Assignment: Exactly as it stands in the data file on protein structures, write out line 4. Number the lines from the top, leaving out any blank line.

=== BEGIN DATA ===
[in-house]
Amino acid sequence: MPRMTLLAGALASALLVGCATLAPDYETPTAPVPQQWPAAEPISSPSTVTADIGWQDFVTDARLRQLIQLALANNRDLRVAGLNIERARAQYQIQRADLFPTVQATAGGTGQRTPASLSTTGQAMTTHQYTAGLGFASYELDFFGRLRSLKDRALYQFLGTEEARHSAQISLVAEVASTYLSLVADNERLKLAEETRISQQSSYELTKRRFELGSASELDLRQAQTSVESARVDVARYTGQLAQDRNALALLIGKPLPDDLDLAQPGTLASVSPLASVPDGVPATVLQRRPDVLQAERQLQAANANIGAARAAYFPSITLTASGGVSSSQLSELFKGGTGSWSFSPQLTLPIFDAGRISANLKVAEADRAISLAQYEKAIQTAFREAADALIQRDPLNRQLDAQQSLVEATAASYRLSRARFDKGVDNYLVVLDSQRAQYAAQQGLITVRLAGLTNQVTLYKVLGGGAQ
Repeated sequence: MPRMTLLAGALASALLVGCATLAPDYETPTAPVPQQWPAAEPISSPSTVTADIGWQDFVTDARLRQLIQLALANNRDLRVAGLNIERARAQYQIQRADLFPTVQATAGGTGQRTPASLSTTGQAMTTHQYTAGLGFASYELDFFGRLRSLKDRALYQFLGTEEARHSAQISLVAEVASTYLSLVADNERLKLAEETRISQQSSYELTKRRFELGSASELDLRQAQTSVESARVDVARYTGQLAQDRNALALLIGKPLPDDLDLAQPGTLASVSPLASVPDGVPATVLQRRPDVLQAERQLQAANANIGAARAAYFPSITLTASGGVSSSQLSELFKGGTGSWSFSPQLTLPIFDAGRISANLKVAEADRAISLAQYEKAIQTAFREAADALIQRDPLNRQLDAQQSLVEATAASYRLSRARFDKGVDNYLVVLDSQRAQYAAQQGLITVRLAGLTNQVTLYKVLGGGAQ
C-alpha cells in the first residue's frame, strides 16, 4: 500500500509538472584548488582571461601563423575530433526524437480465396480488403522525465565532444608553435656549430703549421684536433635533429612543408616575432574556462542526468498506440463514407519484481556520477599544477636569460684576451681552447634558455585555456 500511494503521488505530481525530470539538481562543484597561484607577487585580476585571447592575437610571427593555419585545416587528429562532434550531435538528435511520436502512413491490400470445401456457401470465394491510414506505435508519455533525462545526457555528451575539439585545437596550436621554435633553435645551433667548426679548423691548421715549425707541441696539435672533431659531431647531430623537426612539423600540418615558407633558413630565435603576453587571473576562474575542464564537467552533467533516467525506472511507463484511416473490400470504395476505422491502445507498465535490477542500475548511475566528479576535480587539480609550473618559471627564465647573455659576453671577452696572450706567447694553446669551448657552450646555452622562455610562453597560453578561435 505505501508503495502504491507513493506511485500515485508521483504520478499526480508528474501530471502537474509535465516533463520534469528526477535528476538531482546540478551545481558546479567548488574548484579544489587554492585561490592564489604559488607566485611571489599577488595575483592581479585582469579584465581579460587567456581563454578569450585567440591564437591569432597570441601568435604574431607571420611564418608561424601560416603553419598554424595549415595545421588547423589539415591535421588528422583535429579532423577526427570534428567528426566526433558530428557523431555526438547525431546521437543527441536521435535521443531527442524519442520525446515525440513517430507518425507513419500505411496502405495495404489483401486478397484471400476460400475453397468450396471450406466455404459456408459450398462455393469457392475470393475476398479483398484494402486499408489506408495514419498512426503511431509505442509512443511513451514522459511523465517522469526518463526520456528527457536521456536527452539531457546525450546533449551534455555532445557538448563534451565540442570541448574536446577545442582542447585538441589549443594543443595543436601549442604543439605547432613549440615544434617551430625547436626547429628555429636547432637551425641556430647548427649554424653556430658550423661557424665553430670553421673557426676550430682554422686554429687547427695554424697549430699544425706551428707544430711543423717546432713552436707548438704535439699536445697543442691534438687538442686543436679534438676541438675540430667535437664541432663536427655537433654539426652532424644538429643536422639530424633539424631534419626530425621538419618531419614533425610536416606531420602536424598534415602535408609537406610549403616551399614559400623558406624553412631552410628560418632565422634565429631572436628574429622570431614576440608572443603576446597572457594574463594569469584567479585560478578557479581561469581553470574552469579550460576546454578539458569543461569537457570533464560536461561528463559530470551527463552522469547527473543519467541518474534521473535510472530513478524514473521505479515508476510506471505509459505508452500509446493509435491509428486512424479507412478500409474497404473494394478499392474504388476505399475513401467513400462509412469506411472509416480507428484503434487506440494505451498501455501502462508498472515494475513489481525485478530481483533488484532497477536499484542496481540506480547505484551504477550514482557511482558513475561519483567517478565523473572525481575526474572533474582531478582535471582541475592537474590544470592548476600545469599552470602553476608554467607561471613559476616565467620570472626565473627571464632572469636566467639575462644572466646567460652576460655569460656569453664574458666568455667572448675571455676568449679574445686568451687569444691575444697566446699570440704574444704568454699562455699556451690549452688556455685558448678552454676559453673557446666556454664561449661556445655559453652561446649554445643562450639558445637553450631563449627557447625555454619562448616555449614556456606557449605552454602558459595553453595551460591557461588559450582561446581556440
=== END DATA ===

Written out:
C-alpha cells in the first residue's frame, strides 16, 4: 500500500509538472584548488582571461601563423575530433526524437480465396480488403522525465565532444608553435656549430703549421684536433635533429612543408616575432574556462542526468498506440463514407519484481556520477599544477636569460684576451681552447634558455585555456 500511494503521488505530481525530470539538481562543484597561484607577487585580476585571447592575437610571427593555419585545416587528429562532434550531435538528435511520436502512413491490400470445401456457401470465394491510414506505435508519455533525462545526457555528451575539439585545437596550436621554435633553435645551433667548426679548423691548421715549425707541441696539435672533431659531431647531430623537426612539423600540418615558407633558413630565435603576453587571473576562474575542464564537467552533467533516467525506472511507463484511416473490400470504395476505422491502445507498465535490477542500475548511475566528479576535480587539480609550473618559471627564465647573455659576453671577452696572450706567447694553446669551448657552450646555452622562455610562453597560453578561435 505505501508503495502504491507513493506511485500515485508521483504520478499526480508528474501530471502537474509535465516533463520534469528526477535528476538531482546540478551545481558546479567548488574548484579544489587554492585561490592564489604559488607566485611571489599577488595575483592581479585582469579584465581579460587567456581563454578569450585567440591564437591569432597570441601568435604574431607571420611564418608561424601560416603553419598554424595549415595545421588547423589539415591535421588528422583535429579532423577526427570534428567528426566526433558530428557523431555526438547525431546521437543527441536521435535521443531527442524519442520525446515525440513517430507518425507513419500505411496502405495495404489483401486478397484471400476460400475453397468450396471450406466455404459456408459450398462455393469457392475470393475476398479483398484494402486499408489506408495514419498512426503511431509505442509512443511513451514522459511523465517522469526518463526520456528527457536521456536527452539531457546525450546533449551534455555532445557538448563534451565540442570541448574536446577545442582542447585538441589549443594543443595543436601549442604543439605547432613549440615544434617551430625547436626547429628555429636547432637551425641556430647548427649554424653556430658550423661557424665553430670553421673557426676550430682554422686554429687547427695554424697549430699544425706551428707544430711543423717546432713552436707548438704535439699536445697543442691534438687538442686543436679534438676541438675540430667535437664541432663536427655537433654539426652532424644538429643536422639530424633539424631534419626530425621538419618531419614533425610536416606531420602536424598534415602535408609537406610549403616551399614559400623558406624553412631552410628560418632565422634565429631572436628574429622570431614576440608572443603576446597572457594574463594569469584567479585560478578557479581561469581553470574552469579550460576546454578539458569543461569537457570533464560536461561528463559530470551527463552522469547527473543519467541518474534521473535510472530513478524514473521505479515508476510506471505509459505508452500509446493509435491509428486512424479507412478500409474497404473494394478499392474504388476505399475513401467513400462509412469506411472509416480507428484503434487506440494505451498501455501502462508498472515494475513489481525485478530481483533488484532497477536499484542496481540506480547505484551504477550514482557511482558513475561519483567517478565523473572525481575526474572533474582531478582535471582541475592537474590544470592548476600545469599552470602553476608554467607561471613559476616565467620570472626565473627571464632572469636566467639575462644572466646567460652576460655569460656569453664574458666568455667572448675571455676568449679574445686568451687569444691575444697566446699570440704574444704568454699562455699556451690549452688556455685558448678552454676559453673557446666556454664561449661556445655559453652561446649554445643562450639558445637553450631563449627557447625555454619562448616555449614556456606557449605552454602558459595553453595551460591557461588559450582561446581556440